Drunken driving is not the way to ring in the year

Johnson City Press • Dec 31, 2017 at 12:00 AM

We encourage all New Year’s Eve revelers to toast their friends responsibly. If you are drinking tonight, leave the driving to a sober person.

Drunken drinking is illegal and has many consequences that not only include possible death and injury to the drunken driver, but also death and injury to anyone who has the misfortune of meeting a drunken driver on the highway.

If you are hosting a New Year’s party with alcohol, be sure to offer guests plenty of water and other non-alcoholic beverages, as well as snacks and appetizers. A good host is also watchful of how much alcohol a guest has consumed, and is mindful to cut them off an hour before the party ends.

Law enforcement officials say most of the accidents that occur on New Year’s Eve involve alcohol. That’s why the Tennessee Highway Patrol says it will step up its patrols tonight.

Tonight is also the time to make resolutions for the New Year. We hope state lawmakers will resolve to do more to address the problem of drunken drivers who repeatedly put themselves and anyone they meet on the road in jeopardy.

But how? That’s the question that has vexed law enforcement officials, lawmakers and concerned citizens for years.

One option (which has been implemented by Tennessee in recent years) is to require the vehicles of repeat DUI offenders be equipped with ignition locks. Officials say this measure has helped in some cases, but much more is needed.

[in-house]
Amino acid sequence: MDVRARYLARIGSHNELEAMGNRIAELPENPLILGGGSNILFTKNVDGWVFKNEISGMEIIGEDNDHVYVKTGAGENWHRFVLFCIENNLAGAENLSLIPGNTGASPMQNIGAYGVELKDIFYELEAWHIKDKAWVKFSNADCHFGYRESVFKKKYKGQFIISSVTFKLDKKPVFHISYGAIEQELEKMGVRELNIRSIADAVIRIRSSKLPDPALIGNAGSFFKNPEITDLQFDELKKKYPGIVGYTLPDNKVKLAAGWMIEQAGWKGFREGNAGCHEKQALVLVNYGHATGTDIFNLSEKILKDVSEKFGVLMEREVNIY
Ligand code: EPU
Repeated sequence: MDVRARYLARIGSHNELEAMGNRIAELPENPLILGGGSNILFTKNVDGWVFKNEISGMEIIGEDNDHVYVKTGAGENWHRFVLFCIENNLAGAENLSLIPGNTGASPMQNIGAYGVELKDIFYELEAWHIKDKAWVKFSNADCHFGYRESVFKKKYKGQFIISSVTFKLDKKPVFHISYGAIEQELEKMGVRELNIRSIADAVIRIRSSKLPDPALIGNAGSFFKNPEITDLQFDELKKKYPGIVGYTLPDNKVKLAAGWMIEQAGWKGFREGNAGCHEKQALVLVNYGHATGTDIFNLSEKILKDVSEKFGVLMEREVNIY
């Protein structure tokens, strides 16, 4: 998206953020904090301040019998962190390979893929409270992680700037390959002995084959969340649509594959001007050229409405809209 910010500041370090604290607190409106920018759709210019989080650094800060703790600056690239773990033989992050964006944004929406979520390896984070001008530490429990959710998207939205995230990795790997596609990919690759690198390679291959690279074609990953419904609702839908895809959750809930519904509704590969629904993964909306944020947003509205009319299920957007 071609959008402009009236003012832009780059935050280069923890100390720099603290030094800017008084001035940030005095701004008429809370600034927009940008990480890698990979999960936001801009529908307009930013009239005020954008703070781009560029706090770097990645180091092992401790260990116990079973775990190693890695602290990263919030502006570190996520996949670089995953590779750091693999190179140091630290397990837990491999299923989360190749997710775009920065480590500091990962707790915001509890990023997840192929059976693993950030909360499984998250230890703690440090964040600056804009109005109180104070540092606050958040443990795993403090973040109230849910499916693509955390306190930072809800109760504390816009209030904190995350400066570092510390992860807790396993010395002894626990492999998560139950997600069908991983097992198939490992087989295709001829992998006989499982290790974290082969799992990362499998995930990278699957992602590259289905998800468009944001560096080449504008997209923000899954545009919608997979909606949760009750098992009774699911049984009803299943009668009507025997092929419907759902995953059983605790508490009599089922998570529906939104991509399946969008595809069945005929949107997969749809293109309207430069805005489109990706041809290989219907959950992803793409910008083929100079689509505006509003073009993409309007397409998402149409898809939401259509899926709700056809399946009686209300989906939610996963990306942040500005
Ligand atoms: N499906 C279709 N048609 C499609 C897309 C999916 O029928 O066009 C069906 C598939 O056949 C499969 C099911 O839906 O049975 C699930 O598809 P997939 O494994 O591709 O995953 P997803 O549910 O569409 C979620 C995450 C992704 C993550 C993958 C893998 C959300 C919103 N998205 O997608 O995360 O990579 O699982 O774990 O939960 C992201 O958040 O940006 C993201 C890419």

Perhaps one of the most effective ways to address this problem is to increase funding for intensive substance abuse programs. Too often, such programs for DUI offenders are lost to budget cuts. That shouldn’t happen.

No matter how tough state lawmakers make the penalties fordrunken driving, some people still do it again and again. Many Tennesseans believe locking up repeat DUI offenders and throwing away the key is the only way to deal with the problem.

It is, however, a very expensive way to address habitual DUI offenders.

Maybe it’s time for a different approach, one that incorporates both treatment and punishment. This is a subject members of the Tennessee General Assembly should make a priority when they return to work in a few weeks.

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